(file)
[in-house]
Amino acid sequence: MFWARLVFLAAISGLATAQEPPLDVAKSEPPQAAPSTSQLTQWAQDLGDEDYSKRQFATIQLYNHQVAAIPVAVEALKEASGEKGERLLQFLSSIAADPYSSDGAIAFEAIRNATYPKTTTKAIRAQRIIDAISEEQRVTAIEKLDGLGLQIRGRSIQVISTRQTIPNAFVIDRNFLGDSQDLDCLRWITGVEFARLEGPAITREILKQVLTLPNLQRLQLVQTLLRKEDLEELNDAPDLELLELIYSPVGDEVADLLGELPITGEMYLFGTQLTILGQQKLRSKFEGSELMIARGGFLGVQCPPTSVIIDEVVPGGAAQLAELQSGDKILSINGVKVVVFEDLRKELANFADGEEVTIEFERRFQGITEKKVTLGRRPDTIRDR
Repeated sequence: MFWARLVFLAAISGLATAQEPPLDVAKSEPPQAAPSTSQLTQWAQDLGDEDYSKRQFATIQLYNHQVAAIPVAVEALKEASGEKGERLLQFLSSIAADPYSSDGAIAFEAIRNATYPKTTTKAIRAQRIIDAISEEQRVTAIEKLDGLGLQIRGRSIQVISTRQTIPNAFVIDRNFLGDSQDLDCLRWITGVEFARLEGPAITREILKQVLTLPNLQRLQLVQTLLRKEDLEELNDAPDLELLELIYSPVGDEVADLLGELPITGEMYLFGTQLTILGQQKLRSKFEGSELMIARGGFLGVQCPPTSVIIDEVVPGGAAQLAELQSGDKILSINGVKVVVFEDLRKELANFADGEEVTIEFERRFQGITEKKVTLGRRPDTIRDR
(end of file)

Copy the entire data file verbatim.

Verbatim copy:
[in-house]
Amino acid sequence: MFWARLVFLAAISGLATAQEPPLDVAKSEPPQAAPSTSQLTQWAQDLGDEDYSKRQFATIQLYNHQVAAIPVAVEALKEASGEKGERLLQFLSSIAADPYSSDGAIAFEAIRNATYPKTTTKAIRAQRIIDAISEEQRVTAIEKLDGLGLQIRGRSIQVISTRQTIPNAFVIDRNFLGDSQDLDCLRWITGVEFARLEGPAITREILKQVLTLPNLQRLQLVQTLLRKEDLEELNDAPDLELLELIYSPVGDEVADLLGELPITGEMYLFGTQLTILGQQKLRSKFEGSELMIARGGFLGVQCPPTSVIIDEVVPGGAAQLAELQSGDKILSINGVKVVVFEDLRKELANFADGEEVTIEFERRFQGITEKKVTLGRRPDTIRDR
Repeated sequence: MFWARLVFLAAISGLATAQEPPLDVAKSEPPQAAPSTSQLTQWAQDLGDEDYSKRQFATIQLYNHQVAAIPVAVEALKEASGEKGERLLQFLSSIAADPYSSDGAIAFEAIRNATYPKTTTKAIRAQRIIDAISEEQRVTAIEKLDGLGLQIRGRSIQVISTRQTIPNAFVIDRNFLGDSQDLDCLRWITGVEFARLEGPAITREILKQVLTLPNLQRLQLVQTLLRKEDLEELNDAPDLELLELIYSPVGDEVADLLGELPITGEMYLFGTQLTILGQQKLRSKFEGSELMIARGGFLGVQCPPTSVIIDEVVPGGAAQLAELQSGDKILSINGVKVVVFEDLRKELANFADGEEVTIEFERRFQGITEKKVTLGRRPDTIRDR